23 October 2023
by Sarah Morgan

Building in resilience in an uncertain market for brick manufacturers

'British manufacturers are battening down the hatches amid a very sharp slowdown' was the sobering message from the manufacturing trade body Make UK in its Q3 Manufacturing Outlook survey. 

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This was after Make UK had reported stable growth in the second quarter of the year. The organisation has now cut its forecast with output set to fall this year, while the forecast for next year is within the margins of no growth at all. 

Verity Davidage, Policy Director at Make UK, comments, 'Manufacturers are seeing a very sharp slowdown in activity as the potent cocktail of rising interest rates, cost of living and slowing overseas markets bites hard…While it’s clear the Chancellor doesn’t have a financial war chest to try and boost growth, he should use his Autumn Statement to bring forward carefully targeted measures which could make a difference to companies’ efforts to boost skills and productivity.'

However, there are some positives. A recent Perception vs Reality report from the trade body reveals how COVID-19 highlighted the crucial role of the industrial base in maintaining national prosperity and wellbeing. 

The public perceptions survey finds that 93% of respondents now believe manufacturing is important to the UK economy and over three-quarters see the sector as delivering solutions today to address challenges of tomorrow. 

CEO of Make UK, Stephen Phipson, says, 'Manufacturers have been working hard to reduce their energy use and slash carbon emissions – demonstrating their commitment to net-zero. The public has recognised this…But there is still work to be done as over half of the children surveyed had not even considered a job in manufacturing.'

Meanwhile, The Office for National Statistics (ONS) reveals that monthly construction output is estimated to have decreased by 0.5% in volume in July 2023. This follows a 1.6% increase in June 2023. The ONS says the decline came solely from a 1.3% decrease in repair and maintenance, with new work increasing 0.1%. 

The Construction Products Association (CPA)’s latest State of Trade Survey reveals that product manufacturing costs have eased but sales growth remains mixed. Heavy side manufacturers’ sales decreased for a fourth consecutive quarter, whereas sales from light side producers registered another quarterly increase.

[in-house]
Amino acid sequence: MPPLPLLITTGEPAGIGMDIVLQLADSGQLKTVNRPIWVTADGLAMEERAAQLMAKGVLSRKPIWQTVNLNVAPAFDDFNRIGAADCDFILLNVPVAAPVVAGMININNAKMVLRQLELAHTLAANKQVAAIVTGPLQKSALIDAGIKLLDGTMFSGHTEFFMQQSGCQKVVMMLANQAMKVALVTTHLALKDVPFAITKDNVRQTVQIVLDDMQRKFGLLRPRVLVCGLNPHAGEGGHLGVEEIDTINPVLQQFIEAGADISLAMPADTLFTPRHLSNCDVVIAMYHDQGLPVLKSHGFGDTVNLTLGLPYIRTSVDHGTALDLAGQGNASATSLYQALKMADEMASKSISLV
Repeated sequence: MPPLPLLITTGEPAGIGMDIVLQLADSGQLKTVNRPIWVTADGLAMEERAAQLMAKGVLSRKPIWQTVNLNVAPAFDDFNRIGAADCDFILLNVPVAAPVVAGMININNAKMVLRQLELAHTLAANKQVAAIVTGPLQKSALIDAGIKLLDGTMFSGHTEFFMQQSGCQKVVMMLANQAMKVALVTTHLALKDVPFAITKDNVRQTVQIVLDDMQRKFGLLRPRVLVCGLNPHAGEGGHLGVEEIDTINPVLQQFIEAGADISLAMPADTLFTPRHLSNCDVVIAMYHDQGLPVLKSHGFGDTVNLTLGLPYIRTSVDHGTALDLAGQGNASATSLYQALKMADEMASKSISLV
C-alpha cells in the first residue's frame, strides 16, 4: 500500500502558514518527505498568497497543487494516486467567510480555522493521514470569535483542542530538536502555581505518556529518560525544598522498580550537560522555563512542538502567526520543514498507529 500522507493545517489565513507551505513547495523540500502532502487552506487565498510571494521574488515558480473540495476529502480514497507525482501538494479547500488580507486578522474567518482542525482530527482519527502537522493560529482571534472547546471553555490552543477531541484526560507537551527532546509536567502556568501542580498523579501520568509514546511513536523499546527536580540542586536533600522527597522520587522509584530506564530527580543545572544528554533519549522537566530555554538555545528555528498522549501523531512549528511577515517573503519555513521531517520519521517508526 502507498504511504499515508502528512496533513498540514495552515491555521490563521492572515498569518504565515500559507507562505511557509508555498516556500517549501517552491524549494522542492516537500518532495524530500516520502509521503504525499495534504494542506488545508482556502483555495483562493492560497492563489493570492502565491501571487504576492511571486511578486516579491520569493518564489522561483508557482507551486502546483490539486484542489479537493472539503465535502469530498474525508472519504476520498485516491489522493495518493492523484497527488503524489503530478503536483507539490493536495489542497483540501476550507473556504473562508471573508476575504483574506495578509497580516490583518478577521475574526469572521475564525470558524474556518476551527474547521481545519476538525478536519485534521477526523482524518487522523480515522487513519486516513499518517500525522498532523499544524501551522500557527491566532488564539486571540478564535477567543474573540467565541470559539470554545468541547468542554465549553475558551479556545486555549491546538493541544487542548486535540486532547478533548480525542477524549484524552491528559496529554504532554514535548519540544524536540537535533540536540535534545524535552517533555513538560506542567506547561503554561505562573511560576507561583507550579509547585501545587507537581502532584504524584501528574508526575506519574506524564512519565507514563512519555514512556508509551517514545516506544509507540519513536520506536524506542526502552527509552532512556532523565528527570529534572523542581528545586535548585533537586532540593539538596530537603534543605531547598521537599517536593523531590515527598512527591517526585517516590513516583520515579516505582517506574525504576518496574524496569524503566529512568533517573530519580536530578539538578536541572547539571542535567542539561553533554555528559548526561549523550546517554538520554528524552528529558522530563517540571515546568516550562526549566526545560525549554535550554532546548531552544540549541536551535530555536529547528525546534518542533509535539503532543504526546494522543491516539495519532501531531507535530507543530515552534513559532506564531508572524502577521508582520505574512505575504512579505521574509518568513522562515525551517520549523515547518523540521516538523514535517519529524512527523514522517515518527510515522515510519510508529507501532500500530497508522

Rebecca Larkin, CPA Head of Construction Research, says, 'Heavy side sales have no doubt been hindered by the sharp slowdown in new house building and hold-ups in starting large new-build commercial and factory projects…Conversely, interior refurbishments of offices and retail, as well as public sector energy efficiency retrofit, are in full swing and are driving demand for light side products.'

According to the CPA’s Summer Forecast 2023, the construction industry in the UK is expected to experience an acute recession this year driven by double-digit falls in the two largest construction sectors – private housing new build and private housing repair, maintenance and improvement, although the ONS attributes some interim monthly stagnancy to heavy rainfall in July.

CPA Economics Director, Professor Noble Francis, adds, 'The government’s previously stated ambitions – building 300,000 net additional homes per year, investing £600bln in an infrastructure pipeline, delivering Levelling Up, and transitioning to net-zero – all sound like hollow soundbites now given its lack of commitment and investment.'

According to analysis from the Home Builders Federation, scarcity of available properties and barriers to building is driving UK housing further into crisis. 

At the time of going to press, brick manufacturers report resilience but challenging times. Latest results from Ibstock reveal that revenue is down in the six months ended 30 June 2023 from £259mln in the same period in 2022 to £223mln in 2023. The firm reports, 'Against the current backdrop of reduced demand and with industry capacity increasing in 2024, we have announced a proposal to close our higher-cost Ravenhead wire-cut brick factory in North West England'. However, 'investment in major growth projects remains on track', and while sales volumes were down, there was improvement across the first half of the year.

Meanwhile, Forterra reports revenue for six months to 30 June was down from £222.8mln in 2022 to £183.2mln in 2023, with progressive signs of market improvement in May and June 2023. Commissioning of the new Desford brick factory is ongoing, while Howley Park has been mothballed and other production reductions completed.

Wienerberger reports group revenues remained “robust” but down from €2,572mln in the first half of 2022 to €2,203mln in the first half of 2023. It notes the firm 'successfully held its ground…Faced with weakening demand, we instantly reacted with strict cost management and a strong focus on working capital management. We have already taken initial steps aimed at adjusting production capacities by reducing the number of shifts and mothballing the first plants'.

Michelmersh revenues are up from £34.0mln up to June 2022 to £42.0mln in the six months ending 30 June 2023. They note, 'a strong opening order book underpinned first half performance, despite sector wide c.25% decline in brick volume demand', with FabSpeed revenue included for the first time.

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